For disclosed laser-treated Ti samples, the reduction in the transmittance at a magnetic field at 63.86 MHz may be attributed to increased DC electrical conductivity due to two effects. Since the electrical conductivity of Pt is significantly higher than that of Ti, the diffused Pt atoms reduce the transmittance of the Ti sheets by increasing the electrical conductivity of the surface modified sheets. The second effect arises from the laser polarization. Linearly polarized lasers can restrict the lattice oscillation to certain directions and excite the local vibration modes of Pt and Ti atoms to increase the diffusion of Pt into the Ti sheets with the consequence of higher conductivity and lower magnetic field at 63.86 MHz transmittance.
For disclosed laser-treated Ta samples, the diffused Pt atoms did not increase the electrical conductivity of Ta as much as in the case of Ti because the electrical conductivities of Pt and Ta are almost the same. However the transmittance of the treated samples increased compared to the as-received control sample, which may be attributed to increased oxygen concentration in the samples. The presence of oxygen can form TaO2, inducing dielectric properties in the samples. This transformation raises the transmittance of the Ta samples since the magnetic field can propagate through the samples without being absorbed.
While various disclosed embodiments have been described above, it should be understood that they have been presented by way of example only, and not limitation. Numerous changes to the subject matter disclosed herein can be made in accordance with this Disclosure without departing from the spirit or scope of this Disclosure. In addition, while a particular feature may have been disclosed with respect to only one of several implementations, such feature may be combined with one or more other features of the other implementations as may be desired and advantageous for any given or particular application.
Unless otherwise defined, all terms (including technical and scientific terms) used herein have the same meaning as commonly understood by one of ordinary skill in the art to which embodiments of the invention belongs. It will be further understood that terms, such as those defined in commonly used dictionaries, should be interpreted as having a meaning that is consistent with their meaning in the context of the relevant art and will not be interpreted in an idealized or overly formal sense unless expressly so defined herein.
1. A system for forming surface modified substrates, comprising:
- a laser system including at least one laser for providing a laser beam;
- a laser processing chamber including an optical window for transmitting said laser beam to a substrate treatment zone within said laser processing chamber,
- a laser scanner which automatically controls a position of said laser beam or an x-y translating stage upon which said laser processing chamber is mounted thereon for scanning said laser beam relative to a substrate of material (M) having a bulk portion and an outer surface integrated with the bulk portion, and a coating including metal organic molecules including at least one metal X or particles of metal X on said outer surface;
- wherein at laser-heated spots atoms of metal X from said metal coating diffuse into said outer surface to form at least one modified surface layer including both said M and atoms of said metal X,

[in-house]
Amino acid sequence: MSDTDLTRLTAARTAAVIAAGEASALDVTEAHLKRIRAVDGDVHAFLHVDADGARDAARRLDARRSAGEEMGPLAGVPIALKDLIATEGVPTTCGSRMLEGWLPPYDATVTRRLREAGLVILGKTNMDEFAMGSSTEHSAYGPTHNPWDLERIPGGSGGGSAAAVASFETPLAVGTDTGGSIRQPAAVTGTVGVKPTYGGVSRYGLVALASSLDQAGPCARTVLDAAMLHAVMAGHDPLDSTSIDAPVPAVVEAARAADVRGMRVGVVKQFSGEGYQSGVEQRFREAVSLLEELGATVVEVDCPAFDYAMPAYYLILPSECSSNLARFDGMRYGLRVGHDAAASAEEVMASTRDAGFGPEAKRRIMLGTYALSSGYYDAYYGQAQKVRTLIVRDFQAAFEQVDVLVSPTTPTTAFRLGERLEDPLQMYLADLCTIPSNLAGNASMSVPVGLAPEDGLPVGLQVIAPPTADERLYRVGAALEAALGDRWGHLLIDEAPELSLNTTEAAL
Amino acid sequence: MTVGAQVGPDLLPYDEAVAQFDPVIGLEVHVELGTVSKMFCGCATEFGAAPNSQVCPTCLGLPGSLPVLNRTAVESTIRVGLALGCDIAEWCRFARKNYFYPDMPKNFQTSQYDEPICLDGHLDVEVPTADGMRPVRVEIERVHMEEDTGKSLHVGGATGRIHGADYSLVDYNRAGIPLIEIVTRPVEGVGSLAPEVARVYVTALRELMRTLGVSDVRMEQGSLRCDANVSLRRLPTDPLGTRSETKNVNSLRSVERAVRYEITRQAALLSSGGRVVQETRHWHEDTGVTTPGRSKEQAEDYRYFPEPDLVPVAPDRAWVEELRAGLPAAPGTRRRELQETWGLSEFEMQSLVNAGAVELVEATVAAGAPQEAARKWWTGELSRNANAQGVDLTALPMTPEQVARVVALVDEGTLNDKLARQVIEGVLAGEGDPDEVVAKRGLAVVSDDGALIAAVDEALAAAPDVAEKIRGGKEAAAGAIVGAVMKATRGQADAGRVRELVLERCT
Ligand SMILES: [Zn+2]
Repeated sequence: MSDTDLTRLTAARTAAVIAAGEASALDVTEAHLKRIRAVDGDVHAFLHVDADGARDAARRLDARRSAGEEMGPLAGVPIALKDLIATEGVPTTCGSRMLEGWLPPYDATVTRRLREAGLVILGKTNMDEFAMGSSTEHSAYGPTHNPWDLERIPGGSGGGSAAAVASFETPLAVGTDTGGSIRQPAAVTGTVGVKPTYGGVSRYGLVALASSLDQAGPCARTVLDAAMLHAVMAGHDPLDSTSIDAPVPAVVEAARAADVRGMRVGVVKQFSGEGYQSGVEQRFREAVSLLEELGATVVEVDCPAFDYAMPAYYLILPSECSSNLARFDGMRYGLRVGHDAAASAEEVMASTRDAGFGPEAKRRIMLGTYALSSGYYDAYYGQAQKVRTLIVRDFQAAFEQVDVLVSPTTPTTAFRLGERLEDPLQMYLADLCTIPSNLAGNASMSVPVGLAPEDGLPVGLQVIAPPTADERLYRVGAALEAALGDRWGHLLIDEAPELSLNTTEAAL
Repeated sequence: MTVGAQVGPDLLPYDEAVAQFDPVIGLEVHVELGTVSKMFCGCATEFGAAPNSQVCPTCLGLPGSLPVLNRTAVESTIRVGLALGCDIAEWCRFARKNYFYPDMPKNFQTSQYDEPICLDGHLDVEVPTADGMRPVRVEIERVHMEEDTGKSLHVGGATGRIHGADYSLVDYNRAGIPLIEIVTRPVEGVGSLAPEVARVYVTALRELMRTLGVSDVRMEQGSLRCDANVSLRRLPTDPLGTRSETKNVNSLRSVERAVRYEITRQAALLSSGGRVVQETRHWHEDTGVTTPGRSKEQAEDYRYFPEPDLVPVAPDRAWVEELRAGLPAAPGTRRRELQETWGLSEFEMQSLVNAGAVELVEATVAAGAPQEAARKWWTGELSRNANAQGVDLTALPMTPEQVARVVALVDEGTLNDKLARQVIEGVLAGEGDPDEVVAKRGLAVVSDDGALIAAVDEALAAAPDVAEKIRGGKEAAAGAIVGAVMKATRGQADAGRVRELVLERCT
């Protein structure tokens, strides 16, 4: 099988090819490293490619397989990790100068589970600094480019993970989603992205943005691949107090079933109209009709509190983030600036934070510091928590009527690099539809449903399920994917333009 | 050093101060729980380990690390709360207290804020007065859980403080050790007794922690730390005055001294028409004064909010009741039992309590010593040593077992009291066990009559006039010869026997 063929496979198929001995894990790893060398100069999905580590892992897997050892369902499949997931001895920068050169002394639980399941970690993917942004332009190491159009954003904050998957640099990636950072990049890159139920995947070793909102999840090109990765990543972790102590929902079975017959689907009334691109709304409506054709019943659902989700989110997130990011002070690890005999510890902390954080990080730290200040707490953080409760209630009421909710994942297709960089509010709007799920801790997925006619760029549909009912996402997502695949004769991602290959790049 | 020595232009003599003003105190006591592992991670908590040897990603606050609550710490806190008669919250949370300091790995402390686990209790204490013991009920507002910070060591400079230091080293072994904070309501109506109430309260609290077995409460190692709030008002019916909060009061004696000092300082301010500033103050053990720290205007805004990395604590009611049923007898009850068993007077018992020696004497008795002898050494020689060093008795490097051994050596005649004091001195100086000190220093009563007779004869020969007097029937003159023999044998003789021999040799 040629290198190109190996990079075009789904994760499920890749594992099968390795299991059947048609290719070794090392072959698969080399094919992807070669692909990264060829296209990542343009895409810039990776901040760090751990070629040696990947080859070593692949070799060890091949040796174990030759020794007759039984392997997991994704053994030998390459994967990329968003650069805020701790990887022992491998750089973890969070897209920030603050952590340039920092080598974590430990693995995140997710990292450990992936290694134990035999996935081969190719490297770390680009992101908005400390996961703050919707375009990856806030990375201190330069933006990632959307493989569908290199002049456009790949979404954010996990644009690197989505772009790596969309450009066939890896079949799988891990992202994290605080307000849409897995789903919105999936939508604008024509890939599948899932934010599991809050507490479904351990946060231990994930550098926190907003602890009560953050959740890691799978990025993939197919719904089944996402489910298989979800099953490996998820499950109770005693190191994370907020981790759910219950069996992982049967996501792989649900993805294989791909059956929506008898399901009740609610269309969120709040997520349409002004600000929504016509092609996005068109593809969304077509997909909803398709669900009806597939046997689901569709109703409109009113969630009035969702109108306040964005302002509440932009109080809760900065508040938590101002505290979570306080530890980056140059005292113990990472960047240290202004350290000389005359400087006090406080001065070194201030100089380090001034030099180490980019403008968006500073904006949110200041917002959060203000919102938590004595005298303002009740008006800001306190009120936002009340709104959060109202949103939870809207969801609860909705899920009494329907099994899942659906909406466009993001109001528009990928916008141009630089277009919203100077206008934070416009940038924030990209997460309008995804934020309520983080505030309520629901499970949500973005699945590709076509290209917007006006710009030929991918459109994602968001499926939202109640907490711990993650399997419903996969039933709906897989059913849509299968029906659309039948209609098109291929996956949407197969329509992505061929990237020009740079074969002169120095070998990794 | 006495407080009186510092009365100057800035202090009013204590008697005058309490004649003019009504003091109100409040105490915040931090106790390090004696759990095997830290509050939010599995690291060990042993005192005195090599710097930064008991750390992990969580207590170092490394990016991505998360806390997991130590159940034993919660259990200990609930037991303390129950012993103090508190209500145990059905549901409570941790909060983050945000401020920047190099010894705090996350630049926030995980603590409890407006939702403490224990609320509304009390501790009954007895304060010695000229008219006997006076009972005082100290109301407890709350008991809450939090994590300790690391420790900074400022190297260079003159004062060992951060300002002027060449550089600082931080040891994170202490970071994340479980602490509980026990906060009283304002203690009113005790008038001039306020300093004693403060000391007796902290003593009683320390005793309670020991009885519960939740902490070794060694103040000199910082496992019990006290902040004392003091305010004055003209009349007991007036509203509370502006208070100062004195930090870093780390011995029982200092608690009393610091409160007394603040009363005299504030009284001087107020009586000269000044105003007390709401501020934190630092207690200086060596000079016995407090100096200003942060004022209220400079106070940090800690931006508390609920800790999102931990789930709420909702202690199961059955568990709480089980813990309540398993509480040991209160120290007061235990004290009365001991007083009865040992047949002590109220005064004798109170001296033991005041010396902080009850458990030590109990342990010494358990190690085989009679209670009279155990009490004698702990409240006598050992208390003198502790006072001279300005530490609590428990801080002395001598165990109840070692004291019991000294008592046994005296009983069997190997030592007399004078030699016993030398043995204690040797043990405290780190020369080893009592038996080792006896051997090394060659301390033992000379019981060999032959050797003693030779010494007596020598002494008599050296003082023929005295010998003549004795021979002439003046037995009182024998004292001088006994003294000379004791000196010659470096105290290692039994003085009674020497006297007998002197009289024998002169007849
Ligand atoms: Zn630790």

- wherein said modified surface layer has a thickness of at least 1 nm, and
- wherein a 25° C. electrical conductivity of said modified surface layer is at least 2.5% above or 2.5% below a 25° C. electrical conductivity in said bulk portion.
2. The system of claim 1, wherein said laser processing chamber further comprises an inlet for receiving a precursor gas comprising metal organic molecules including said metal X which deposits said metal organic molecules on said outer surface, and wherein said metal organic molecules decompose at said laser-heated spots to form said atoms of said metal X.
3. The system of claim 2, wherein said laser processing chamber is vacuum sealed and includes at least one vacuum pump.
4. The system of claim 1, further comprising a polarizer for polarizing said laser beam into a flat-top laser beam.
5. The system of claim 1, wherein said laser processing chamber includes a plurality of vacuum processing compartments including:
- a laser processing compartment providing said laser processing chamber;
- a first compartment having an inlet for receiving an inert or unreactive gas which holds or receives said substrate,
- a buffer compartment between said first compartment and said laser processing compartment, and
- another buffer compartment after said laser processing compartment.
6. The system of claim 1, wherein said precursor gas is delivered to said laser processing chamber from a precursor solution in container evaporated by a hot plate assisted by a bubbler.
7. The system of claim 1, further comprising a beam shaping lens between said laser and said optical window.
8. The system of claim 1, wherein said substrate comprises a crystalline substrate, wherein said M comprises a metal or a metal alloy, and wherein atoms of said metal X are substitutional or interstitial in a lattice of said M.
Filed: Jun 4, 2019
Publication Date: Sep 19, 2019
Applicant: University of Central Florida Research Foundation, Inc. (Orlando, FL)
Inventors: Rajan Vaidyanathan (Oviedo, FL), Aravinda Kar (Oviedo, FL)
Application Number: 16/431,519